Family ownership and/or involvement in the business have rarely been adopted as a discriminating variable in organizations and the natural environment or sustainability research. Family firms introduce a dynamic that is different from professionally run firms. This paper develops a theoretical framework to show that family firms whose dominant family coalition shares a vision of sustainability will be more likely to develop and deploy their organizational capabilities for a sustainability strategy. In family firms with a shared vision of sustainability, familiness, (...)
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  37. Ramesh Sharma (1985). Dharmakīrti on the Existence of Other Minds. Journal of Indian Philosophy 13 (1):55-71.score: 30.0
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  38. B. N. Krishnamurti Sharma (1981). History of the Dvaita School of Vedānta and its Literature: From the Earliest Beginnings to Our Own Time. Motilal Banarsidass.score: 30.0
    This study offers a panoramic view of the creative, expository, interpretive, dialectic, polemical, didactic and devotional phases of Dvaita philosophy, and its ...
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  39. Arvind Sharma (1999). Jivanmukti in Neo-Hinduism: The Case of Ramana Maharsi. Asian Philosophy 9 (2):93 – 105.score: 30.0
    Jivanmukti or 'living liberation' has been identified as a distinguishing feature of Indian thought; or, upon drawing a narrower circle, of Hindu thought; and upon drawing an even narrower cocentric circle of Ved nta—of Advaita Ved nta. In some recent studies the cogency of its formulation within Advaita Ved nta has been questioned—but without reference to the testimony of its major modem exemplar, Ramana Maharsi (1879-1950). This paper examines the significance of the life and statements of Ramana Maharsi for the (...)
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  40. Ravi K. Sharma (1997). A New Defense of Tropes? Ancient Philosophy 17 (2):309-315.score: 30.0
  41. Arvind Sharma (2006). A Primal Perspective on the Philosophy of Religion. Springer.score: 30.0
    The philosophy of religion has been a largely European intellectual enterprise in two ways. It arose in Europe as a discipline and its subject matter has been profoundly influenced by Christianity as practised in Europe. The process of its deprovincialization in this respect started when it began to take religions other than Christianity within its purview - such as Hinduism, Buddhism, and Islam. Although now the religions of both East and West have found a place in it, a religious (...)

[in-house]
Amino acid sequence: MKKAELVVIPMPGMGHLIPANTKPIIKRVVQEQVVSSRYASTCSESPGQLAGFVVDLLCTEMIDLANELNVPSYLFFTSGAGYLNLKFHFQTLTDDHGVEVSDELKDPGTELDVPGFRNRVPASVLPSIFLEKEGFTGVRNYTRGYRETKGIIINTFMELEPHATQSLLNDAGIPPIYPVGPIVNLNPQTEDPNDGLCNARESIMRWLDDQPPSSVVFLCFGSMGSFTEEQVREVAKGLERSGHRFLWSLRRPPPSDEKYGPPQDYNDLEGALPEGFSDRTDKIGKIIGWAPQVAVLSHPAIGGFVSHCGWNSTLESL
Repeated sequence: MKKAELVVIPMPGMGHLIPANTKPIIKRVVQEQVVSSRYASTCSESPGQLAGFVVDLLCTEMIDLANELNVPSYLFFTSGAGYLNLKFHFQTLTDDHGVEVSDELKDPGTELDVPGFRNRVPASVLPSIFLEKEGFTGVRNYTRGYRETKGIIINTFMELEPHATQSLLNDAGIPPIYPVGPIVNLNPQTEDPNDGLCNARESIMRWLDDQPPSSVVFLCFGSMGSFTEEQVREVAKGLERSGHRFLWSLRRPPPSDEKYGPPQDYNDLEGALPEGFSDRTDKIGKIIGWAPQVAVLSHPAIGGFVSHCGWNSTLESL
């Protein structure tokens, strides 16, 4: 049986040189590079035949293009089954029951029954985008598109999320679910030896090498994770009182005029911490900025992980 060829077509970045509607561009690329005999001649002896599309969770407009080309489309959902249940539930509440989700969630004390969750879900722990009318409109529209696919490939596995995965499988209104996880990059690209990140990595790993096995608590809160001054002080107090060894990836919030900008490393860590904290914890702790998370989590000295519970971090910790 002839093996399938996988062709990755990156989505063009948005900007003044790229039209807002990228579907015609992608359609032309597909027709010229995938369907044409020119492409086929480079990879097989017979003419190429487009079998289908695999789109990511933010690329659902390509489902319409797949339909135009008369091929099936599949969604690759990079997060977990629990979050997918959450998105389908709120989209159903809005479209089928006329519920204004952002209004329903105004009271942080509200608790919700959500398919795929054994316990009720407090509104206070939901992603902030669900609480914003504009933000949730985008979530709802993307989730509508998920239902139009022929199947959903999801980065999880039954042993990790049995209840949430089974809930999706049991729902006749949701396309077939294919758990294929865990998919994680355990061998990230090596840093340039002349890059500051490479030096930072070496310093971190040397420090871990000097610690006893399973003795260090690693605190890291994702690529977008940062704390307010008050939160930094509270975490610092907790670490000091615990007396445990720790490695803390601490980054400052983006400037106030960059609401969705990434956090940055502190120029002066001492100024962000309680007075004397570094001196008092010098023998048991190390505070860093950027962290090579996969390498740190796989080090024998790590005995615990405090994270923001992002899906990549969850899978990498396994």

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  42. Ravi Sharma (2009). (F.A.) Grabowski Plato, Metaphysics and the Forms. Pp. Xii + 163. London and New York: Continuum, 2008. Cased, £65. ISBN: 978-0-8264-9780-. [REVIEW] The Classical Review 59 (02):627-.score: 30.0
  43. B. N. Krishnamurti Sharma (1986). Philosophy of Śrī Madhvācārya. Motilal Banarsidass.score: 30.0
  44. Vinay Lal (2001). Subaltern Studies and its Critics: Debates Over Indian History. History and Theory 40 (1):135–148.score: 30.0
    A Subaltern Studies Reader 1986-1995 by Ranajit Guha Nationalism, Terrorism, Communalism: Essays in Modern Indian History by Peter Heehs Writing Social History by Sumit Sarkar The Furies of Indian Communalism: Religion, Modernity and Secularization by Achin Vanaik.
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  45. B. N. Krishnamurti Sharma (1960). A History of the Dvaita School of Vedānta and its Literature. Bombay, Booksellers' Pub. Co..score: 30.0
    This study offers a panoramic view of the creative, expository, interpretive, dialectic, polemical, didactic and devotional phases of Dvaita philosophy, and its ...
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  46. Krishna Chandra Sharma (2006). On the Philosophy of Yoga. Journal of Philosophy: A Cross-Disciplinary Inquiry 2 (4):18-21.score: 30.0
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  47. Vinay Lal (2000). Gandhi and the Ecological Vision of Life. Environmental Ethics 22 (2):149-168.score: 30.0
    Although recognized as one of the principal sources of inspiration for the Indian environmental movement, Gandhi would have been profoundly uneasy with many of the most radical strands of ecology in the West, such as social ecology, ecofeminism, and even deep ecology. He was in every respect an ecological thinker, indeed an ecological being: the brevity of his enormous writings, his everyday bodily practices, his observance of silence, his abhorrence of waste, and his cultivation of the small as much as (...)
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  48. Gobind Behari Lal (1945). Popularization of Science Through News. Philosophy of Science 12 (2):41-44.score: 30.0
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  49. Arvind Sharma (2001). To the Things Themselves: Essays on the Discourse and Practice of the Phenomenology of Religion. W. De Gruyter.score: 30.0
    A historical and contemporary exploration of Phenomenology of Religion as a method in the study of religion.This book of twelve chapters may be conceptually ...